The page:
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The University of British Columbia study finds siblings of problem gamblers also impulsive and prone to risk-taking

9 October 2019

Biological siblings of people with gambling disorder also display markers of increased likelihood of impulsive behaviour and risk-taking, according to a new The University of British Columbia (UBC) psychology study.

The findings, published in Neuropsychopharmacology, suggest people with gambling disorder – a psychiatric term for serious gambling problems – may have pre-existing genetic vulnerabilities to the illness.

This study is the first to investigate vulnerabilities to gambling disorder by looking at siblings. The disorder, which is associated with severe negative consequences including depression, bankruptcy and family breakup, affects up to three per-cent of the Canadian population.

"Impulse behaviour, risky decision-making and altered brain reward processing are observed in people with gambling disorder," said lead author Eve Limbrick-Oldfield, a postdoctoral research fellow at the UBC department of psychology and Centre for Gambling Research.  She added: "We wanted to find out whether these markers represent pre-existing vulnerabilities or are a consequence of how gambling changes the brain. To test this, we studied gamblers' siblings since they share similar genetic material and environment."

The researchers worked with 20 people with gambling disorder, 16 siblings and a control group of healthy volunteers. The participants were asked to complete questionnaires and cognitive computer tests that measured their level of impulsiveness and risk-taking behaviour. They also underwent brain scanning in an MRI while playing a slot machine task, to measure brain responses to rewards and wins.

The researchers found that both the problem gamblers and the siblings reported increased risk-taking and impulsivity compared to the control group. For example, problem gamblers and their siblings were more likely to act impulsively when experiencing negative emotions, and placed larger bets when making a risky choice.

Interestingly, the siblings showed no alterations in the brain response to rewards compared to the control group, leaving the possibility that the brain activity found in problem gamblers may have developed as a result of gambling experience.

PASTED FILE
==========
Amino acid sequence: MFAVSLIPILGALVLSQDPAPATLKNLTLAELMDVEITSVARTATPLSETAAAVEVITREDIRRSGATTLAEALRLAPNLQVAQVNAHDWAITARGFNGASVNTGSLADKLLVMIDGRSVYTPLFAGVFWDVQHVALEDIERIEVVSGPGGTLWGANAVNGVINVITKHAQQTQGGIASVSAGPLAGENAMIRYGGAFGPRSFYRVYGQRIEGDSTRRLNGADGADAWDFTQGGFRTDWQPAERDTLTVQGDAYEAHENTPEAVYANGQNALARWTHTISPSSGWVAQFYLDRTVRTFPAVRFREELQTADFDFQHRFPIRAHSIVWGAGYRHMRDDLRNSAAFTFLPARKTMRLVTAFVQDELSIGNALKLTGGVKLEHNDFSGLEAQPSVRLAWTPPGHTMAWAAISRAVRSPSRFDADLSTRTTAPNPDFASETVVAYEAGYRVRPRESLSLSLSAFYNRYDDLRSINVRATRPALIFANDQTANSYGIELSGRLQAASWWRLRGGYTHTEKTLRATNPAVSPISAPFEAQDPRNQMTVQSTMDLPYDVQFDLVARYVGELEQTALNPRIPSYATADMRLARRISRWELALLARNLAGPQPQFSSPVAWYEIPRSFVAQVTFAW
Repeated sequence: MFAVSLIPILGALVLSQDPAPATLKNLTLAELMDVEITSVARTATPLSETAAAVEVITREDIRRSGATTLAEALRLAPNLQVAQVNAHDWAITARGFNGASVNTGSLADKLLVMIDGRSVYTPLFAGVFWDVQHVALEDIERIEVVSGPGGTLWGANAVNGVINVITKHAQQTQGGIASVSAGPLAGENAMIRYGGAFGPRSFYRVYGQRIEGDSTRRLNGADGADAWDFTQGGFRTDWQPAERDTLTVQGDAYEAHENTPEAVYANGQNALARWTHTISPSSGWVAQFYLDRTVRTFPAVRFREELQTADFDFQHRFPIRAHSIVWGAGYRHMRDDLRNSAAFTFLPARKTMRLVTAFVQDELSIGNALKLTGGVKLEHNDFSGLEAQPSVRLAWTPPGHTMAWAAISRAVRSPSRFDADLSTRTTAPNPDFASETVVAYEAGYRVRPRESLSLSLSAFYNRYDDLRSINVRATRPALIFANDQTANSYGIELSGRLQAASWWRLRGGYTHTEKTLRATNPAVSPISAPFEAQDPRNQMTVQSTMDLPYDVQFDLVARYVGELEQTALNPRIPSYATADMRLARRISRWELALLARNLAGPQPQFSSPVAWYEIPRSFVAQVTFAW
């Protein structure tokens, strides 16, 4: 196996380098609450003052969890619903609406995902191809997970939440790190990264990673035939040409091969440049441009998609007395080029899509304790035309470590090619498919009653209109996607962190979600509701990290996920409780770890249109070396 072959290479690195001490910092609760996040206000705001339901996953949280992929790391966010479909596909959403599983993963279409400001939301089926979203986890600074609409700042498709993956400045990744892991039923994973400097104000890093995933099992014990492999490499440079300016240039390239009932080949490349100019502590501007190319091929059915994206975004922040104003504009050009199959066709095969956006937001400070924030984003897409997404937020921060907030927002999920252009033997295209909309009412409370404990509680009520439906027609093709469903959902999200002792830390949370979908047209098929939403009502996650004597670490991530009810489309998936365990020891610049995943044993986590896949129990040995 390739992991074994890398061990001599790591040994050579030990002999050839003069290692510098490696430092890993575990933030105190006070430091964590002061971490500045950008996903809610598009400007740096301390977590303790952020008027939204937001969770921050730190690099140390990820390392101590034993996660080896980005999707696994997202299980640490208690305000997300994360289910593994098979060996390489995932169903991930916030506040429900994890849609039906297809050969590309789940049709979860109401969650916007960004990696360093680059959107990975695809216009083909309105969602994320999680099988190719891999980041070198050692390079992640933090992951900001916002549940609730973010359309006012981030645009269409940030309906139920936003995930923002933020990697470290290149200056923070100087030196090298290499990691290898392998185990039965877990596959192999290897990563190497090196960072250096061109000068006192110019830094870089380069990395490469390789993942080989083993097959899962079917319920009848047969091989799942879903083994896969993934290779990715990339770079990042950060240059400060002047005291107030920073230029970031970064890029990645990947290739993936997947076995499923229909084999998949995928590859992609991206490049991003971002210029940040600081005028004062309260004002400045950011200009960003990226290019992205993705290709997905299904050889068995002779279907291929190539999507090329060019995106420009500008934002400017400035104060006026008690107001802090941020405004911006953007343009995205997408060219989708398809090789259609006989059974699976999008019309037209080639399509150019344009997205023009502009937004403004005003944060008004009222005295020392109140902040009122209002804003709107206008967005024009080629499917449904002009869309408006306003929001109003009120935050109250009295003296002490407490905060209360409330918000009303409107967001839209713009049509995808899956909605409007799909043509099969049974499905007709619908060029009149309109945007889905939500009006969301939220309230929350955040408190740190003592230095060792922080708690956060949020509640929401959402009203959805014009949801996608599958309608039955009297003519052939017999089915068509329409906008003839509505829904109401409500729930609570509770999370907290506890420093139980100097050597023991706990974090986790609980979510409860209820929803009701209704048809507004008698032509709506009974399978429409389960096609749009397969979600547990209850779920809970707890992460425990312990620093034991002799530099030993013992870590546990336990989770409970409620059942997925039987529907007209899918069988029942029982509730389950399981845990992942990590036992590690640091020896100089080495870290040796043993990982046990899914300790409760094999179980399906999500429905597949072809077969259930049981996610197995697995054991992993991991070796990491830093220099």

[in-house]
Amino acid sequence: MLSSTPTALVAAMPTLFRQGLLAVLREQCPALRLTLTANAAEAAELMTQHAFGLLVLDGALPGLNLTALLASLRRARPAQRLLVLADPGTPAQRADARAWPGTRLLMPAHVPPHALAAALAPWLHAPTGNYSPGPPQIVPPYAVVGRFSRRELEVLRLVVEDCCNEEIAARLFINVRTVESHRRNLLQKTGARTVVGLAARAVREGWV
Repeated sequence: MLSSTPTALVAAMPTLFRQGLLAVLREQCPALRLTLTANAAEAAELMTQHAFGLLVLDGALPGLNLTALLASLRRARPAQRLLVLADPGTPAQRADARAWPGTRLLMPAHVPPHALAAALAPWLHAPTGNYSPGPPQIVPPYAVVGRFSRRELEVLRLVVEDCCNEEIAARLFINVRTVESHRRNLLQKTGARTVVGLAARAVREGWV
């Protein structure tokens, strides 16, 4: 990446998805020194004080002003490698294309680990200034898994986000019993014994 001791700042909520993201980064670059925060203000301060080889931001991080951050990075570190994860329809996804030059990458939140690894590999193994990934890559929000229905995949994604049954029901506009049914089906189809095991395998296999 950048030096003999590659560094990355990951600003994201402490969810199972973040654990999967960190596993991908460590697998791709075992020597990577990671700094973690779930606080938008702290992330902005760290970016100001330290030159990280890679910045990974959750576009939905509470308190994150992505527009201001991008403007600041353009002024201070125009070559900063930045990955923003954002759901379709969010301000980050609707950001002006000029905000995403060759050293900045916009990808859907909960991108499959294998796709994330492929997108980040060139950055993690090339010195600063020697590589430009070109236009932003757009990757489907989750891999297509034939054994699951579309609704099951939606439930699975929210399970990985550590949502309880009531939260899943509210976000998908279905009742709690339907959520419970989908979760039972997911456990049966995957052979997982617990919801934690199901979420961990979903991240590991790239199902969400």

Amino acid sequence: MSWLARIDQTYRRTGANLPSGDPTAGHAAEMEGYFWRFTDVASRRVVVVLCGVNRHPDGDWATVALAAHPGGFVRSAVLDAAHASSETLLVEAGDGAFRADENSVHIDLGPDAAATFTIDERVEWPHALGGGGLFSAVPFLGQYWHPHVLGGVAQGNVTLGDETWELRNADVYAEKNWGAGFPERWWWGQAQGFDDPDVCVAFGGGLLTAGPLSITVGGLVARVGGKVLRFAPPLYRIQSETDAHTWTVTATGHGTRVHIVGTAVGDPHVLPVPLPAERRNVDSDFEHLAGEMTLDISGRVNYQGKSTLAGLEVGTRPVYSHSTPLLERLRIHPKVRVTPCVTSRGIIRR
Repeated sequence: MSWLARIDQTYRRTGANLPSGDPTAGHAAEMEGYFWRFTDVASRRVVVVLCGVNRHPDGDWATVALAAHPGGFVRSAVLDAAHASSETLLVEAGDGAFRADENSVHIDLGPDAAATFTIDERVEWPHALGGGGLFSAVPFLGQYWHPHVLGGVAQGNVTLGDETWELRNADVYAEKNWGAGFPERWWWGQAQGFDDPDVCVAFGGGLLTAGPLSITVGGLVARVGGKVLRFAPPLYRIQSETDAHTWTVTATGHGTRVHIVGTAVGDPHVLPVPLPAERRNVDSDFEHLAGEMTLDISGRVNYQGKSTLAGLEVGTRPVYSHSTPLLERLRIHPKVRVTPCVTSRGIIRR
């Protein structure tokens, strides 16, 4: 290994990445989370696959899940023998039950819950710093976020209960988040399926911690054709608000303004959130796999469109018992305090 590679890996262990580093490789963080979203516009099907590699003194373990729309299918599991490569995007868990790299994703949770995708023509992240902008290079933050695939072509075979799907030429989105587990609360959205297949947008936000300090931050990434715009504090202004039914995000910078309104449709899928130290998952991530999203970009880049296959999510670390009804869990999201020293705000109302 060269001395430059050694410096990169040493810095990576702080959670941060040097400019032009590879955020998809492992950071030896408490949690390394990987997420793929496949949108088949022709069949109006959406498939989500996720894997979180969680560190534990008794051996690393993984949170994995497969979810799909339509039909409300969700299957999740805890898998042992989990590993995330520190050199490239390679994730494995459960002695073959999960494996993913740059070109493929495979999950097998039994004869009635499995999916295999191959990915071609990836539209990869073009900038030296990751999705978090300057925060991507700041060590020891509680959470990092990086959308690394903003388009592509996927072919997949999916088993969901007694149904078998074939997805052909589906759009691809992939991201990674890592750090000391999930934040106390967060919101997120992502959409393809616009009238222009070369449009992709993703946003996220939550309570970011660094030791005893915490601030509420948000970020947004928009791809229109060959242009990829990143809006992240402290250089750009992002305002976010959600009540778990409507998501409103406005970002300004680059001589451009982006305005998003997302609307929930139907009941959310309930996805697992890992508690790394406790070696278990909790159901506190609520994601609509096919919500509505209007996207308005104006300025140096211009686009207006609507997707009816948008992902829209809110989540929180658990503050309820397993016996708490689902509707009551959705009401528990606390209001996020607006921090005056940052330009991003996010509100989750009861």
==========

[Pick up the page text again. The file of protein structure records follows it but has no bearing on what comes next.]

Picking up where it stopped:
The researchers note that siblings of problem gamblers were particularly difficult to recruit for the study because family relationships are often strained as a consequence of gambling problems.

"Since our study had a relatively small sample size, we hope it will encourage other researchers to replicate it so we could learn more about how genetics play a role in the gambling disorder," said study co-author Dr. Henrietta Bowden-Jones, director of the United Kingdom’s National Problem Gambling Clinic, from where the group with gambling disorder were recruited.

Bowden-Jones said the findings also highlight the potential for public awareness and gambling prevention.

“This research on the similarities in decision making between people suffering with gambling disorder and their siblings is a landmark study.

“We at the National Problem Gambling Clinic and UBC are grateful to all our patients and their siblings who took part.

“The results are of relevance in pointing towards pre-existing neurobiological vulnerabilities that predate the excessive gambling behaviours. This in turn gives us a better understanding of the origins of Gambling Disorder as well as of the importance of the role of genetics in addiction.”

The study, funded in part by the Medical Research Council and conducted at the National Problem Gambling Clinic in the U.K. (Central North West London NHS Foundation Trust). Brain scanning was carried out at Imperial College London. The Centre for Gambling Research at UBC is funded by the British Columbia government and the British Columbia Lottery Corporation.